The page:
French troops seize Mali towns
French troops in armoured personnel carriers rolled through the streets of Diabaly on Monday, winning praise from residents of this besieged town after Malian forces retook control of it with French help a week after radical Islamists invaded.
The Islamists also have deserted the town of Douentza, which they had held since September, according to a local official who said French and Malian forces arrived there on Monday as well.
The militants' occupation of Diabaly marked their deepest encroachment into government-held territory, and Monday's retaking of the town is a significant victory for the French-led intervention.
Diabaly, located about 320 miles (460 kilometres) north of the capital of Bamako, fell into rebel hands on Jan. 14. Residents said those who fled in the aftermath were forced to escape on foot through rice fields.
"We are truly really grateful to the French who came in the nick of time," said Gaoussou Kone, 34, the head of a local youth association. "Without the French, not only would there no longer be a Diabaly, there would soon no longer be a Mali. These people wanted to go all the way to Bamako."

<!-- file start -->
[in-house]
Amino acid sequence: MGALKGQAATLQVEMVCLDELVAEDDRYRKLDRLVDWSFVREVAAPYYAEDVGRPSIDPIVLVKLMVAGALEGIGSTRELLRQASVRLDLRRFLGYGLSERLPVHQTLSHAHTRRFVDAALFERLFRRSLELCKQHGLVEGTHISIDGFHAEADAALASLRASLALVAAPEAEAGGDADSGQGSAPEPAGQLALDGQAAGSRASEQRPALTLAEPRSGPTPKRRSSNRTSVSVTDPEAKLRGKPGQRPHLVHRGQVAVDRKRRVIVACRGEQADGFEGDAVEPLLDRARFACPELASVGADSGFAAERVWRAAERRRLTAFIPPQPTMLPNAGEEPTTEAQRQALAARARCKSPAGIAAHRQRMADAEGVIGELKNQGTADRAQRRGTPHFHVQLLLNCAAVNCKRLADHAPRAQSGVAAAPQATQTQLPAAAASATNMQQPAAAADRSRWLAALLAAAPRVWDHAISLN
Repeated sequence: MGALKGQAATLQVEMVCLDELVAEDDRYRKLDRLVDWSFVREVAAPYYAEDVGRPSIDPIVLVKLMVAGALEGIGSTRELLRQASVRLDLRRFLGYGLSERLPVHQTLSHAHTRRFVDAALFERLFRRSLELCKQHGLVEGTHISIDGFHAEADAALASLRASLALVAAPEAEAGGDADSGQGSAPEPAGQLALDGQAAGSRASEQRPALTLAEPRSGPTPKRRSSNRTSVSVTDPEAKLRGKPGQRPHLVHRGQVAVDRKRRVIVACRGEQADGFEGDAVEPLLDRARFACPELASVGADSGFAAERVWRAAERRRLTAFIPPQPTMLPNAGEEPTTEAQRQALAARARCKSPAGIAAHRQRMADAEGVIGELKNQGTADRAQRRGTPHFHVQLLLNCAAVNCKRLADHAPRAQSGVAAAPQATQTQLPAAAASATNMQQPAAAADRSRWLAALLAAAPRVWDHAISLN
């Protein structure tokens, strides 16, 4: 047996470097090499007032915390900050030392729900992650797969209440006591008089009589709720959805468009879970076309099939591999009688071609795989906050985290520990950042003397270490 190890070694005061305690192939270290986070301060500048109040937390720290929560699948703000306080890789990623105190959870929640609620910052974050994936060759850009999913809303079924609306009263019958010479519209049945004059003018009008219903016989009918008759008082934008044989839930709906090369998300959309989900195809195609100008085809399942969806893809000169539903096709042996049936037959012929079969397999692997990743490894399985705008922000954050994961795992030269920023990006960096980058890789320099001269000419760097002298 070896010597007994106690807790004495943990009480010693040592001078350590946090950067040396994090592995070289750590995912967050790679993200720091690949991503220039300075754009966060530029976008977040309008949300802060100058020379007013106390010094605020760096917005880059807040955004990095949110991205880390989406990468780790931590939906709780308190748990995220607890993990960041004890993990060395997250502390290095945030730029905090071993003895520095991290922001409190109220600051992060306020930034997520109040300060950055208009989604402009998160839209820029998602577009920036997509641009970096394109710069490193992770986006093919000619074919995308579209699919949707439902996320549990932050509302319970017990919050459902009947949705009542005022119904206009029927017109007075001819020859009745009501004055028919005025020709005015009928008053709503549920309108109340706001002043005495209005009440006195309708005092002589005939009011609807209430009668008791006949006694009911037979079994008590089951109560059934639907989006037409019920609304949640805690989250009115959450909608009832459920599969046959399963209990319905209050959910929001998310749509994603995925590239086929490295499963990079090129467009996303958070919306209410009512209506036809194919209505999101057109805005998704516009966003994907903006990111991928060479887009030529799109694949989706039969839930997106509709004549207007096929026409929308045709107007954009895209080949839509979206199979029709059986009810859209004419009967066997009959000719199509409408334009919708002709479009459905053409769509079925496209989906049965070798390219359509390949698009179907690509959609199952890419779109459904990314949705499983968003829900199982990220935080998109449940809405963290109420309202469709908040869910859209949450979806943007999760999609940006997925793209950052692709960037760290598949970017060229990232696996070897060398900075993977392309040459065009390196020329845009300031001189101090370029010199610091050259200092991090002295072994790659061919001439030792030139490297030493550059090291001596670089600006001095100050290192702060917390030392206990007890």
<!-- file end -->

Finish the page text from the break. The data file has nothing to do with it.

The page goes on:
On Monday, all that remained of the Islamists were the charred shells of their vehicles destroyed by the French air strikes. Three of them were clustered in one location, the machine-gun cannon of one still pointing skyward.
The cluster of rebel vehicles was directly in front of the home of an elderly man, Adama Nantoume, who said the French bombs started falling at around 11 p.m. the same day that the Islamists occupied Diabaly.
"I was at home, sitting like this against the wall," he said, showing how he had hugged his knees to his chest in a fetal position. "The plane came and the bombs started to fall. After that, I saw that the cars had caught on fire. And the explosions were so loud that for awhile I thought I had gone deaf. I was suffocated by the smoke and the light burned my eyes. The gas made me cry."
Islamists had seized Diabaly just days after the French began their military operation on Jan. 11. The offensive is aimed at stopping the Islamists from encroaching toward the capital in Mali's south from their strongholds in the vast, desert north where they have been amputating the hands of thieves and forcing women to wear veils over the last nine months.
France has said that some 400 troops from Nigeria, Togo and Benin had arrived Sunday in Bamako to help train an African force for Mali. Troops from Chad, who are considered hardened fighters familiar with the desert-like terrain of northern Mali, also have arrived, Le Drian said.
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